5 CONCEPTUAL problems I need help with, thank you.

These are not difficult subjects, but they are tricky problems. To prepare for a test our professor gave us some practice problems to make sure we understand the concepts. I got most of them, but here are a few I can't figure out.

**45**) Consider the curve defined by -8x2 +5xy+y3 =-149. Write and equation for the line tangent to f at the point (4, -1) and using this line approximate f(4.2).

- a) -0.4
- b) 0.4
- c) -0.373
- d) 0.373
- e) -0.6

CONCEPT: linearization, (and implicit differentiation).

**39**) If f(x) = x3 +x and g(x) is the inverse function of f(x), then g'(1) =

- a) -0.5
- b) 0.003
- c) 0.077
- d) 0.25
- e) 0.417
- THIS ONE I FIGURED OUT ON WOLFRAM ALPHA, BUT CANNOT DO ON MY TI-89 CALCULATOR

**37**) An object traveling in a straight line has position s(t) at time t. If the initial position is s(0) = 3 and the velocity of the object is v(t) = (1+2t2 )(1/3) , what is the position of the object at time t=2?

- a)7.312
- b)5.933
- c)2.933
- d)8.312
- e)24
- THE VELOCITY FUNCTION IS EXACTLY HOW THEY HAVE IT. WITHOUT AN EXTRA
*t* IT IS HARD TO INTEGRATE, BUT I THINK I'M SUPPOSE TO BE ABLE TO FIGURE IT OUT CONCEPTUALLY.

**18**) Let g be a twice-differentiable function with g'(x) > 0 and g''(x) > 0 for all real numbers x, such that g(4) = 12 and g(5) = 18. Of the following, which is a possible value for g(6)?

**16**) The function f is differentiable and has values as shown in the table below. Both f and f' are strictly increasing on the interval 0<=x<=5. Which of the following could be the value of f'(3)?

TABLE:

x = 2.5 | 2.8 | 3.0| 3.1

f(x)= 31.25 | 39.2 | 45| 48.05

- a)20
- b)27.5
- c)29
- d)30
- e)48.05

THANK YOU THANK YOU THANK YOU, FOR ANY HELP!!!

Re: 5 CONCEPTUAL problems I need help with, thank you.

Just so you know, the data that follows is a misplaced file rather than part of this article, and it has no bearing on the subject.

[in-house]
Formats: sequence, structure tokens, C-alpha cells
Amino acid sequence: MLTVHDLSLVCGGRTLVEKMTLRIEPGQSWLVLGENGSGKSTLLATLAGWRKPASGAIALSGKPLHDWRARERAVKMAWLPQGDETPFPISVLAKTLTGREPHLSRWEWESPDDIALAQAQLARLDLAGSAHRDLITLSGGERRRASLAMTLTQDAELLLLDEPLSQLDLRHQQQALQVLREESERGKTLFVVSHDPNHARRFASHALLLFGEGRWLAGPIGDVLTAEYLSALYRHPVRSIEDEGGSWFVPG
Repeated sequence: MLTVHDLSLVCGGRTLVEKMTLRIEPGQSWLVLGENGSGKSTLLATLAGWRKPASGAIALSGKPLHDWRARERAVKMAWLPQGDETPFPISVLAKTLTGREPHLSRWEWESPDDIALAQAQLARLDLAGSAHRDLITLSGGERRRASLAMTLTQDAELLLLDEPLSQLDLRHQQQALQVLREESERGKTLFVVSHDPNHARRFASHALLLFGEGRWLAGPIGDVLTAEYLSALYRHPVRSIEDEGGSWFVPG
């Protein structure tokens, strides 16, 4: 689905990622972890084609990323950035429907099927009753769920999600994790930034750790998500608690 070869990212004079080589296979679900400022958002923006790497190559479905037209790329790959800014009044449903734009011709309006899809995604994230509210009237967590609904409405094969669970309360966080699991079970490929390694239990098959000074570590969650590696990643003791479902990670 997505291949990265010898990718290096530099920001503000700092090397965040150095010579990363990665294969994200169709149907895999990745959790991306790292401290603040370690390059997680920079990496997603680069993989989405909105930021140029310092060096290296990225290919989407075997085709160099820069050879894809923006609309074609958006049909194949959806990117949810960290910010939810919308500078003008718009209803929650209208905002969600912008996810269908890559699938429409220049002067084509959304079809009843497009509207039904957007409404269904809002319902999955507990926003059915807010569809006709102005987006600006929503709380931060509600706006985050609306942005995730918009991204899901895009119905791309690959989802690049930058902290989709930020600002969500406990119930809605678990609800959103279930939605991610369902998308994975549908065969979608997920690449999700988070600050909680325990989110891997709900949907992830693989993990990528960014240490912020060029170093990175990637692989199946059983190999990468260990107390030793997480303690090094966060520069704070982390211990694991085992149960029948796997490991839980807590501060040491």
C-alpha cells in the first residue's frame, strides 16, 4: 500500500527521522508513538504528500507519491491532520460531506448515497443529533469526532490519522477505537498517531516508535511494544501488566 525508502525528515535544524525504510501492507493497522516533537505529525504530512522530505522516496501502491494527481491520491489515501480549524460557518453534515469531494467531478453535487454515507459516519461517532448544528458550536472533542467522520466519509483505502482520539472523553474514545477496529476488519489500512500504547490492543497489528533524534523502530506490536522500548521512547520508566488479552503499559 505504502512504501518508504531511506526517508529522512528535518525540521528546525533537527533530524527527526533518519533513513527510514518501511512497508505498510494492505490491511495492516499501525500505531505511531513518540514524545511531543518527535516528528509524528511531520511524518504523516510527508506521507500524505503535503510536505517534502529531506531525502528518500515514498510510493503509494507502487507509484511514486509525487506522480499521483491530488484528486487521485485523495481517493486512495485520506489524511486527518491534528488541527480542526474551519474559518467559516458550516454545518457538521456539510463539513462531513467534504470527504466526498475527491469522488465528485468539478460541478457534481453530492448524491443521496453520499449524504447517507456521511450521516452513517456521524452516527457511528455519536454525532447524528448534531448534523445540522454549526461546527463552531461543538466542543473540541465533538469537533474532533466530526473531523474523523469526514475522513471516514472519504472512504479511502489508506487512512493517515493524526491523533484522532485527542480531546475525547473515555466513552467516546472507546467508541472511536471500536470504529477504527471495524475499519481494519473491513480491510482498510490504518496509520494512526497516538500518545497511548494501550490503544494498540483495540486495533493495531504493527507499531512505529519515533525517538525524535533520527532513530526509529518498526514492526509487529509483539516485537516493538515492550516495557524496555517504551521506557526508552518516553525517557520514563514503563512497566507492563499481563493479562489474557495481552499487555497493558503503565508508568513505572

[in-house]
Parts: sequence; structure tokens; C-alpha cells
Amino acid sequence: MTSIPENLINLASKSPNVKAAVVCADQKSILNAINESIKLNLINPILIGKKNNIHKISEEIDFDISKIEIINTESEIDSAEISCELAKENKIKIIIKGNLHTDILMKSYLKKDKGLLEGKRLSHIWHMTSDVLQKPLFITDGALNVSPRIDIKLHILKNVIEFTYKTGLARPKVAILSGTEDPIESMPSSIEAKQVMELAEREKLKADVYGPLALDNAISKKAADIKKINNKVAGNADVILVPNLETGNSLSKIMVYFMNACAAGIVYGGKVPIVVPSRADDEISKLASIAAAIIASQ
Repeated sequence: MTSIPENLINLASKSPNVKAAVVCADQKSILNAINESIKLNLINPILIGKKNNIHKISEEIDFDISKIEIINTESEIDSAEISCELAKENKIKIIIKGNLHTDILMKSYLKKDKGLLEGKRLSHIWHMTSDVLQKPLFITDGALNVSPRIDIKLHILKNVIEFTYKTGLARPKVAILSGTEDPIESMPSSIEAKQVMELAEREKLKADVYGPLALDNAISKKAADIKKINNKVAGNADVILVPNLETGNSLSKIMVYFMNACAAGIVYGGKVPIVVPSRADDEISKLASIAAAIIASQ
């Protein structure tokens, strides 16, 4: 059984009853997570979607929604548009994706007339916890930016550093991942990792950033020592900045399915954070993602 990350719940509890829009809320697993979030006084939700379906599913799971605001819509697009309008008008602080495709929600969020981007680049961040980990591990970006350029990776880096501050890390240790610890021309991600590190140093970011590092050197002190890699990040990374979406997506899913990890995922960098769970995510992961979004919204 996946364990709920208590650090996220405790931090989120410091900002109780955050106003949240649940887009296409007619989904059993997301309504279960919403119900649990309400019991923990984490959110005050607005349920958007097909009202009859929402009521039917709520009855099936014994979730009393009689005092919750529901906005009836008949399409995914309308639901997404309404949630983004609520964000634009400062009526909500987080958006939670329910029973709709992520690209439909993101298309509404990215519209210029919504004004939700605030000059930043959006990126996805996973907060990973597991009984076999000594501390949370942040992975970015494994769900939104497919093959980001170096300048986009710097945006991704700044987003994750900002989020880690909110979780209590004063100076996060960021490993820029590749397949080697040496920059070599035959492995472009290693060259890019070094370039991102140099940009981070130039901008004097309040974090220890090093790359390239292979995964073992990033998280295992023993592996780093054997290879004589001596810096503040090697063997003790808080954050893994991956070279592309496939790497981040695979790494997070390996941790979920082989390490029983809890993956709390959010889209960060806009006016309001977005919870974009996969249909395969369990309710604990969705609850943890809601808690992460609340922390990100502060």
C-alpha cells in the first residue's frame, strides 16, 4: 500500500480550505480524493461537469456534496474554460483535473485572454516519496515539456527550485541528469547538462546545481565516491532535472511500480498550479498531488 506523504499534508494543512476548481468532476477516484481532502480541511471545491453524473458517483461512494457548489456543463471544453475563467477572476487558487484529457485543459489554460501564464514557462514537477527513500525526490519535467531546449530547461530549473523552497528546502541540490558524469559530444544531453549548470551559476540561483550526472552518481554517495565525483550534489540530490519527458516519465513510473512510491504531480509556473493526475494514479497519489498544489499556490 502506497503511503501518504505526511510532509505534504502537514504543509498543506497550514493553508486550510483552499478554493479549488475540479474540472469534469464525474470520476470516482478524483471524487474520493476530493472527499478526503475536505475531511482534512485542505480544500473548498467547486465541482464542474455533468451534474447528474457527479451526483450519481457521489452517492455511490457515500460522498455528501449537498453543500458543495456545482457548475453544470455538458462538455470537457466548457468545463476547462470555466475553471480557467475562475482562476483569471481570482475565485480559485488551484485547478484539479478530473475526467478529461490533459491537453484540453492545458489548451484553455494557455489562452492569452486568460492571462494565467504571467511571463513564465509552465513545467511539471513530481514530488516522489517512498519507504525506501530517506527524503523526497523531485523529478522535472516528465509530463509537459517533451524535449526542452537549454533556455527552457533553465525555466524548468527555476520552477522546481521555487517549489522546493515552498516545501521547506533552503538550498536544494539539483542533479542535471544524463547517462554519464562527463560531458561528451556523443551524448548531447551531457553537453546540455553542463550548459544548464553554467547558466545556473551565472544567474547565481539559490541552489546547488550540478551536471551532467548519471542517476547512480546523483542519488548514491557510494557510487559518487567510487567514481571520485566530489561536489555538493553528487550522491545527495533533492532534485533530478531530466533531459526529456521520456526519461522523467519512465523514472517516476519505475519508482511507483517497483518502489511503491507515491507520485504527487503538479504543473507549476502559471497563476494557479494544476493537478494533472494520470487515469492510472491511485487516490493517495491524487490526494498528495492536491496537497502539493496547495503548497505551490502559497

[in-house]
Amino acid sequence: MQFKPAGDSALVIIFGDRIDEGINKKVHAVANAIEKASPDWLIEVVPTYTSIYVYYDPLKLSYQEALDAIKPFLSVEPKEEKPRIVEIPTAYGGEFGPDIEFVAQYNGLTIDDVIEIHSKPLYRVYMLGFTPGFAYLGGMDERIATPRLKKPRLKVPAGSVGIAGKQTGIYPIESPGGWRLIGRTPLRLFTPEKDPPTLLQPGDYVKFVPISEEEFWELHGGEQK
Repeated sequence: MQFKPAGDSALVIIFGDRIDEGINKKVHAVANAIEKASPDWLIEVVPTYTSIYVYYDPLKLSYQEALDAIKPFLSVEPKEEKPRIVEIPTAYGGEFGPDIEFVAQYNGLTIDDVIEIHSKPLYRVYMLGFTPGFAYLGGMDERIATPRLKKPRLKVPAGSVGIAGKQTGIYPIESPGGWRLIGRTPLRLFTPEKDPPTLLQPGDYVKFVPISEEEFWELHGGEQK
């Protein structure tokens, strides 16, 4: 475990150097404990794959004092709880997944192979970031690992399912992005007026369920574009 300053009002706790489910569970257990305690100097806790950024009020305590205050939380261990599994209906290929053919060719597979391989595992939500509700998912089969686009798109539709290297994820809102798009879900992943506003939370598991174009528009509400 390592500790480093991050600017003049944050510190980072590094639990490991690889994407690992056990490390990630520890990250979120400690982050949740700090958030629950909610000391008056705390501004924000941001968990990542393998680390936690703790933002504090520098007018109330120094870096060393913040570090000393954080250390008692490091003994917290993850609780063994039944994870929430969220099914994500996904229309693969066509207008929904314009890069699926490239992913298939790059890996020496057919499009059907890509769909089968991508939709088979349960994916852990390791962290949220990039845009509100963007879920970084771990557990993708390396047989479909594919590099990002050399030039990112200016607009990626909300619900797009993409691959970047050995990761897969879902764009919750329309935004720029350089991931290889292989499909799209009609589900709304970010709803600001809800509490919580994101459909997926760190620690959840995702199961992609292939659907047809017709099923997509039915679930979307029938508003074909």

Quote:

Originally Posted by

**jimmeyers** These are not difficult subjects, but they are tricky problems. To prepare for a test our professor gave us some practice problems to make sure we understand the concepts. I got most of them, but here are a few I can't figure out.

**45**) Consider the curve defined by -8x^2 +5xy+y^3 =-149. Write and equation for the line tangent to f at the point (4, -1) and using this line approximate f(4.2).

a straight-forward implicit derivative ... what did you get for dy/dx ? - a) -0.4
- b) 0.4
- c) -0.373
- d) 0.373
- e) -0.6

CONCEPT: linearization, (and implicit differentiation).

**39**) If f(x) = x3 +x and g(x) is the inverse function of f(x), then g'(1) =

- a) -0.5
- b) 0.003
- c) 0.077
- d) 0.25
- e) 0.417
- THIS ONE I FIGURED OUT ON WOLFRAM ALPHA, BUT CANNOT DO ON MY TI-89 CALCULATOR

if f and g are inverses, then f[g(x)] = x ... take the derivative of this equation w/r to x and determine a relationship between the derivatives of the inverse functions **37**) An object traveling in a straight line has position s(t) at time t. If the initial position is s(0) = 3 and the velocity of the object is v(t) = (1+2t2 )(1/3) , what is the position of the object at time t=2?

fundamental theorem ... - a)7.312
- b)5.933
- c)2.933
- d)8.312
- e)24
- THE VELOCITY FUNCTION IS EXACTLY HOW THEY HAVE IT. WITHOUT AN EXTRA
*t* IT IS HARD TO INTEGRATE, BUT I THINK I'M SUPPOSE TO BE ABLE TO FIGURE IT OUT CONCEPTUALLY.

**18**) Let g be a twice-differentiable function with g'(x) > 0 and g''(x) > 0 for all real numbers x, such that g(4) = 12 and g(5) = 18. Of the following, which is a possible value for g(6)?